If you’re seeking to gather as much information as possible post-disaster, you need a scanner. There’s simply no better means of quickly sifting through the radio spectrum to find intel. Handheld scanners allow you to easily scan through radio communication to see what is going on nearby.
Yes, a waterfall display on a spectrum analyzer is ideal for a home base, but honestly, how convenient is that? What happens if you need to bug-out in a hurry? What happens if you’re on the road? Are you going to have your $3000 HF rig with you? I doubt it.
Mobility is where handheld scanners excel – and one of the most inexpensive handheld scanners is the Uniden BC125AT.
- LISTEN IN AND STAY INFORMED, this sophisticated scanner has 500 alpha-tagged channels in a convenient compact design with loads of features. Close Call RF capture technology instantly tunes to signals from nearby transmitters and the Do Not Disturb Mode prevents Close Call checks during a transmission.
- LISTEN TO OVER 40,000 FREQUENCIES, you can listen to both civilian and military bands, including Non-Digital Police, Ambulance, Fire, Weather, Marine, Aircraft, Railroad, Civil Air, Amateur radio services, and Racing events.
If armed looters break into your gated community and you had to beat a hasty retreat, a handheld scanner is definitely part of the gear you should consider having ready to head out the door with you.
How is the Uniden brand?
Uniden an alright brand. They’re well-known within the world of scanners and radio equipment. That name recognition has to do a lot with how affordable their scanners are. If somebody is looking to get into the world of radio, Uniden provides a low-cost means of doing so.
Here is my big issue with Uniden: that affordability seemingly comes at the expense of durability. Uniden scanners just aren’t built as tough as some other companies out there. My local radio store operator confirmed this for me. He says that Uniden products are consistently being brought to his shop needing repairs.
While the radio store guy specifically talked about CB radios, I would imagine that fragility can be applied across the brand board (That being said, their digital scanners seem to be built out of tougher materials and to a higher standard. I’ll also note I’ve never had the opportunity to use one of those digital scanners myself.)
First Impressions of the Uniden BC125AT
My first impressions of the Uniden BC125AT weren’t stellar. It very much feels like you’re handling a toy. Even the ubiquitous $25 Baofeng UV-5R feels more weighty and durable than this. I really don’t anticipate the Uniden BC125AT scanner being able to withstand much of a jolt. I’m not sating that the Uniden BC125AT is a piece of junk; I just hoped for something with more heft and durability.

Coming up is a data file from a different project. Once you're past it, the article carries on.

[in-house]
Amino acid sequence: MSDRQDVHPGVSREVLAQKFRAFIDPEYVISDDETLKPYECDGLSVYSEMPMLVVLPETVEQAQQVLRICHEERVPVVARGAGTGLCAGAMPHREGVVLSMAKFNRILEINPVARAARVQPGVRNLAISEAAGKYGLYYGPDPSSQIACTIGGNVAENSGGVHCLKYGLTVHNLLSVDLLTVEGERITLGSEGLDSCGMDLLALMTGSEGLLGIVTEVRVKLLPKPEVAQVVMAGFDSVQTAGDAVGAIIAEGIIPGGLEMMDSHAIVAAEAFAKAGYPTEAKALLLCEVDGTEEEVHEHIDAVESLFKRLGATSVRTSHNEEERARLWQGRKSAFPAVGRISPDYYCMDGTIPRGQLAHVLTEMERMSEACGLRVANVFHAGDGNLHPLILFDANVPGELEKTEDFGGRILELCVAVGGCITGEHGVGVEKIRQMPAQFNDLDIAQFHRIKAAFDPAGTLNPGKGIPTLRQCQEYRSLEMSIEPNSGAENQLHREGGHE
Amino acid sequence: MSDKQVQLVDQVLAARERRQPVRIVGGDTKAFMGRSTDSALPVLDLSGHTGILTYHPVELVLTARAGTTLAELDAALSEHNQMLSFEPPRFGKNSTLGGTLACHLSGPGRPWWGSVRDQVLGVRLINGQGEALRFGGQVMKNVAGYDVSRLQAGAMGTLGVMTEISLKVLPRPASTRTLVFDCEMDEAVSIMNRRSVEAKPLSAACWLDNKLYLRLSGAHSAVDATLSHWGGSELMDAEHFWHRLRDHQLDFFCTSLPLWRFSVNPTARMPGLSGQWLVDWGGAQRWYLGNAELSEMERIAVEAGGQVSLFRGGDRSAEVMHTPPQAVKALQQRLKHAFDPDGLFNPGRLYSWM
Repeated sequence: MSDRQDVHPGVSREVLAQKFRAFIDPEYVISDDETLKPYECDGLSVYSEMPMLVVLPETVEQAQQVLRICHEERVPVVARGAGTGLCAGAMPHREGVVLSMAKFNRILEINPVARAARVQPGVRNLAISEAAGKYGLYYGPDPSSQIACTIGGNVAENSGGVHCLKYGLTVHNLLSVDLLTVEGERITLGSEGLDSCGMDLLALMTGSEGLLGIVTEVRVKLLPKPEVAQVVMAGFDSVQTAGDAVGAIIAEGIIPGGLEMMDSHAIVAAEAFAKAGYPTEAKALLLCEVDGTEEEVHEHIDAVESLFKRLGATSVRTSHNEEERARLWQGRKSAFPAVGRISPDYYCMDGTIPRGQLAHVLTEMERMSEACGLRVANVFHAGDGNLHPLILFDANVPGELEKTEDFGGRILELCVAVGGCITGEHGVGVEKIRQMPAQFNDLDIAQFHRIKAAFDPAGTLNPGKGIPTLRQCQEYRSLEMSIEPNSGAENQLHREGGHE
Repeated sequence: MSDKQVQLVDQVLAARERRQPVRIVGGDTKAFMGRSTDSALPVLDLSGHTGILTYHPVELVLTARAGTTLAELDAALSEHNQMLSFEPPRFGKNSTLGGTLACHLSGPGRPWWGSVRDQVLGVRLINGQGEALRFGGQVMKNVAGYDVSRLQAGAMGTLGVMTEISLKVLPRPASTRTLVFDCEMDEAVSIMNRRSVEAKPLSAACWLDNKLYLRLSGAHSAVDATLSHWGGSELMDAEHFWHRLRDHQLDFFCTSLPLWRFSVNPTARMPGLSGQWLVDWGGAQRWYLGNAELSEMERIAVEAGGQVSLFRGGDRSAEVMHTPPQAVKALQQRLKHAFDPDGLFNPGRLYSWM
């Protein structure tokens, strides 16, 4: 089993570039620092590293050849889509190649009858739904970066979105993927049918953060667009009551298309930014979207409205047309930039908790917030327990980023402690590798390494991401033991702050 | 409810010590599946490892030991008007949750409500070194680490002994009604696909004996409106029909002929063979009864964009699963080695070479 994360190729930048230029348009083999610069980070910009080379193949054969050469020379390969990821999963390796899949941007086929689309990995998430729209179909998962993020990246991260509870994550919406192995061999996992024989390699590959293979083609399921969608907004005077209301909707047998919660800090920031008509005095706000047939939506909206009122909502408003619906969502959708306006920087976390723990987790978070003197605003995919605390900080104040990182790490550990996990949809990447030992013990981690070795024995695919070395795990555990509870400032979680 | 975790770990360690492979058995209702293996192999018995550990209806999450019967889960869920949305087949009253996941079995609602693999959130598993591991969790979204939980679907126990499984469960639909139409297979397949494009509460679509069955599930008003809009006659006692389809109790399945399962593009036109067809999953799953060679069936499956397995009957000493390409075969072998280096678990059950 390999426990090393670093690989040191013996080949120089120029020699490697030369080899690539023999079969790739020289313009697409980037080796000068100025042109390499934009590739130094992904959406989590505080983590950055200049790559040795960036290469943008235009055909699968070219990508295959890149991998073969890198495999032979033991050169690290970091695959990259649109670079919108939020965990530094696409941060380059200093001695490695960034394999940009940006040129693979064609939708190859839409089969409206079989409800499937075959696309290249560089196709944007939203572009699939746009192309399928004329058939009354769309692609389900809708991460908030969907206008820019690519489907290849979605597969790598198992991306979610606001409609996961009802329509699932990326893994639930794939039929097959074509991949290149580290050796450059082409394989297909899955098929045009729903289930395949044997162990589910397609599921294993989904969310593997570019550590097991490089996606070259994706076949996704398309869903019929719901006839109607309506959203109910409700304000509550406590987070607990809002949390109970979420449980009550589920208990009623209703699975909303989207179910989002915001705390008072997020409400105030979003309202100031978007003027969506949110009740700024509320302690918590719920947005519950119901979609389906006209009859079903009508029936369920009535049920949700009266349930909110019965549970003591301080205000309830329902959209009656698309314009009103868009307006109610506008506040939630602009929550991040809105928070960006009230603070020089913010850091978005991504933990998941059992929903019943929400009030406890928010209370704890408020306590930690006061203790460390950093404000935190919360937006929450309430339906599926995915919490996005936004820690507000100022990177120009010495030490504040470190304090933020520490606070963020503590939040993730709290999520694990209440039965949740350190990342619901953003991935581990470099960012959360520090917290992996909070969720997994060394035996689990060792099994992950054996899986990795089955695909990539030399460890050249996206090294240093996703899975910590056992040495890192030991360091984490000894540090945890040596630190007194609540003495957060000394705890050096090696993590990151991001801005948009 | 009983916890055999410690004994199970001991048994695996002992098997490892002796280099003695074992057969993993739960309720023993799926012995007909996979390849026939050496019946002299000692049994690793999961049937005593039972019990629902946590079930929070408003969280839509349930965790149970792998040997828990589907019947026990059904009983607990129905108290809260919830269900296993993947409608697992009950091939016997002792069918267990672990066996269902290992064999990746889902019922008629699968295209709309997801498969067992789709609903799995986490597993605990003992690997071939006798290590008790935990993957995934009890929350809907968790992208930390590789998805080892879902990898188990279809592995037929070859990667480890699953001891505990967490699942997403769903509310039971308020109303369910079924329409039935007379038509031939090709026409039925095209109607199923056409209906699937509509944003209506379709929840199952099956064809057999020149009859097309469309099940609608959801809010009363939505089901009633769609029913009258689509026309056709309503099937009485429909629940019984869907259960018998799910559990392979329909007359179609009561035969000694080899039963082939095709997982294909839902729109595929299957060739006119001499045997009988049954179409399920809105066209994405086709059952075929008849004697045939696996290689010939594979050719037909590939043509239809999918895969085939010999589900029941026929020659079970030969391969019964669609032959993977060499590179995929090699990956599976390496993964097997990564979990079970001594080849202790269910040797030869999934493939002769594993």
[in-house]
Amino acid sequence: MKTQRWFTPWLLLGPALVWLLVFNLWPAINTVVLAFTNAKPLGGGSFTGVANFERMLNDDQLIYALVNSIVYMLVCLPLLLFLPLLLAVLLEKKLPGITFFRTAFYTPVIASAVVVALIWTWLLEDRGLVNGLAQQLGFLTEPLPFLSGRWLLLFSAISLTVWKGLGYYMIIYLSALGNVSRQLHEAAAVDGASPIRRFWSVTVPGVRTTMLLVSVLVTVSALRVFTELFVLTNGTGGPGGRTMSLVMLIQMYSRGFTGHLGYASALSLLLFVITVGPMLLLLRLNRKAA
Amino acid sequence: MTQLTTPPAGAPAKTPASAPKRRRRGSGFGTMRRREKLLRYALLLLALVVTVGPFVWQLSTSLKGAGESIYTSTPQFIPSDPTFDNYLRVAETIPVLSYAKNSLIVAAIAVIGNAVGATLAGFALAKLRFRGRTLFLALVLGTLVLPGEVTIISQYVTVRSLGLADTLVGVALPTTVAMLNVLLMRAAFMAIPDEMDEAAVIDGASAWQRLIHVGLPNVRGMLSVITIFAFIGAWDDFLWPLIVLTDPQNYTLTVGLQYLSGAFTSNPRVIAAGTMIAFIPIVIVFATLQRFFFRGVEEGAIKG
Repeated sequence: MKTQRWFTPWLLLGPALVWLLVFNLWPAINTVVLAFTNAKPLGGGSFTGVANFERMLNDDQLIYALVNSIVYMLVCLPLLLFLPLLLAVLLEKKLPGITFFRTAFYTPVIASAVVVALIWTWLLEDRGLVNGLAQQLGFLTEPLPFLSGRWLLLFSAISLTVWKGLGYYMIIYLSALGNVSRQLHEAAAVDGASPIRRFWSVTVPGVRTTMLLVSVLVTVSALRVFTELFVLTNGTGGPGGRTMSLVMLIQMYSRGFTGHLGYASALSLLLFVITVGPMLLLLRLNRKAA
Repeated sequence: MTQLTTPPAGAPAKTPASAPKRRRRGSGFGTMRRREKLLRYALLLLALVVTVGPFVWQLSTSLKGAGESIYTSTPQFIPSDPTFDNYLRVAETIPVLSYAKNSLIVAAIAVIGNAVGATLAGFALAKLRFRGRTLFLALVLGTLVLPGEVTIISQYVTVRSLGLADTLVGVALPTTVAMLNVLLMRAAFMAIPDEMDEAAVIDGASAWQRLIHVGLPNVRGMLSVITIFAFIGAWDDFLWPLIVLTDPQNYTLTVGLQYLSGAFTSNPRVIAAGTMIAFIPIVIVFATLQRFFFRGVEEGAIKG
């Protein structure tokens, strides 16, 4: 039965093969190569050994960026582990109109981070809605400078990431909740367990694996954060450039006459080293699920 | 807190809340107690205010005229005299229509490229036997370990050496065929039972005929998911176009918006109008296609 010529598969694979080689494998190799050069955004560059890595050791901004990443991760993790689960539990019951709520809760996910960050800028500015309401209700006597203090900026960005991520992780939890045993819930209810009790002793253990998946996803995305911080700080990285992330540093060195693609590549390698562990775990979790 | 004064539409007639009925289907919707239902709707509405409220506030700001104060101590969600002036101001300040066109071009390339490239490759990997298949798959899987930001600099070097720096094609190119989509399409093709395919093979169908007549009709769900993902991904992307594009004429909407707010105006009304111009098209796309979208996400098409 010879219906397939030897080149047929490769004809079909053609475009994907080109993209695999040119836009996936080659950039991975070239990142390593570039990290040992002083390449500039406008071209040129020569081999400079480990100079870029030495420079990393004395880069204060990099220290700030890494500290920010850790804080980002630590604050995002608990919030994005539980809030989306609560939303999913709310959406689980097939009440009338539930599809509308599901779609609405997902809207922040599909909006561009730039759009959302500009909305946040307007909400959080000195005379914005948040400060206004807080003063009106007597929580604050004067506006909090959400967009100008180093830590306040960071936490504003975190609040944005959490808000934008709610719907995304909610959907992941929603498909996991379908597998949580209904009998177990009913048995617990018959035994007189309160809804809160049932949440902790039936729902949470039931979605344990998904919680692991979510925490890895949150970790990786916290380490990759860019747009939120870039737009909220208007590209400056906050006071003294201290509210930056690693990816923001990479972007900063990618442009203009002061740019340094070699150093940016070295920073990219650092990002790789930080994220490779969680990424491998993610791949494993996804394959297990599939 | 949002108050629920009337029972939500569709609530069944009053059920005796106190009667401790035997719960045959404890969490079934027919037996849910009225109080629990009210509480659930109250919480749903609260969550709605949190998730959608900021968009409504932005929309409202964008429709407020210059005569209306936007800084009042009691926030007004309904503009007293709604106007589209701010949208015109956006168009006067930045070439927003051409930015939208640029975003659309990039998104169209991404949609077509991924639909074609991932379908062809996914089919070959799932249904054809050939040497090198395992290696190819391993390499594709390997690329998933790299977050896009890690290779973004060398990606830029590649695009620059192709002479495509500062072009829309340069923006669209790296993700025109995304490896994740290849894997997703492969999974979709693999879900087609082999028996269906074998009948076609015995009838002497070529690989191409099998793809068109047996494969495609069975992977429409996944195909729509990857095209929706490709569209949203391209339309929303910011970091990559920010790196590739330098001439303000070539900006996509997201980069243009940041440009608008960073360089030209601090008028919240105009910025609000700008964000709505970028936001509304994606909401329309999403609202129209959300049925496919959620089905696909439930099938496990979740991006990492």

The Uniden BC125AT doesn’t have any kind of water resistance either. Post-collapse, that’s not a good thing at all. What happens if it starts raining as you’re en route to your bug-out location? Can you keep your scanner dry? If you’re planning on carrying bug-out electronics, a dry bag system should be considered a must.
If you plan on using the Uniden BC125AT more in your vehicle and home, the issues concerning durability and water proofing might not affect you as much.
The Uniden BC125AT is a pretty bare bones analog scanner. It does have Uniden’s Close Call feature which allows the scanner to instantly lock onto any signal that is within a few hundred feet. The Close Call feature is fairly standard on most Uniden products too; it’s a feature I can really appreciate as it lets me know if someone in the immediate area is transmitting.
The Uniden BC125AT has 500 memory channels where you can store frequencies which can then be separated into ten different banks. Those banks are great way to organize channels, and I enjoy the number of banks provided.
I separate out my banks for easier access. I keep Bank 1 as my Police Bank, Bank 2 as my EMS Bank, Bank 3 as my Fire Bank, and so on. It just makes things easier to find quickly.
And honestly, as far as features, that’s about it. Like I said, it’s a bare bones system.
Programmability of the Uniden BC125AT
Typically, any radio out there will be able to be programmed both manually and via software. I can’t vouch for programming my Uniden BC125AT via software though; I have always relied on programming them manually instead.
When it comes to inputting massive quantities of frequencies (such as when you first purchase the scanner) programming via software is the fastest way to input data. Programming manually is a good skillset though for when you’re out in the field away from a computer.
If you’re looking for tips on how to manually program your Uniden BC125AT, check out the video below. He does a pretty good job. The manual included with the box does a fairly good job of explaining what you need to know, but personally I’ve always found videos serve me better.
I took about three hours of a lazy Sunday afternoon programming in all my local police, fire, EMS, jail, and school bus frequencies, as well as all my local ham radio repeaters. The process wasn’t difficult – just tedious.
The one thing that doesn’t seem to be explained anywhere in the manual, though, is how to change from one memory bank to the next throughout the programming process. It took me a bit of fiddling to figure that one out.
Each memory bank can hold 50 frequencies in it. Let’s say you want to use Bank 1 for local police/fire/EMS frequencies, but there are only 10 of those frequencies in your area. So, channels 1-10 are now taken up. If you then try to save your local ham radio repeaters starting at channel 11, you’re still going to be stuck in Bank 1.
To switch banks, you have to go to channel 51. Only then can you program into Bank 2. Bank 3 starts at channel 101, Bank 4 at 151 et cetera. That was a minor frustration that took me a bit to figure out. Other than that, I found the Uniden BC125AT to be fairly straightforward to program.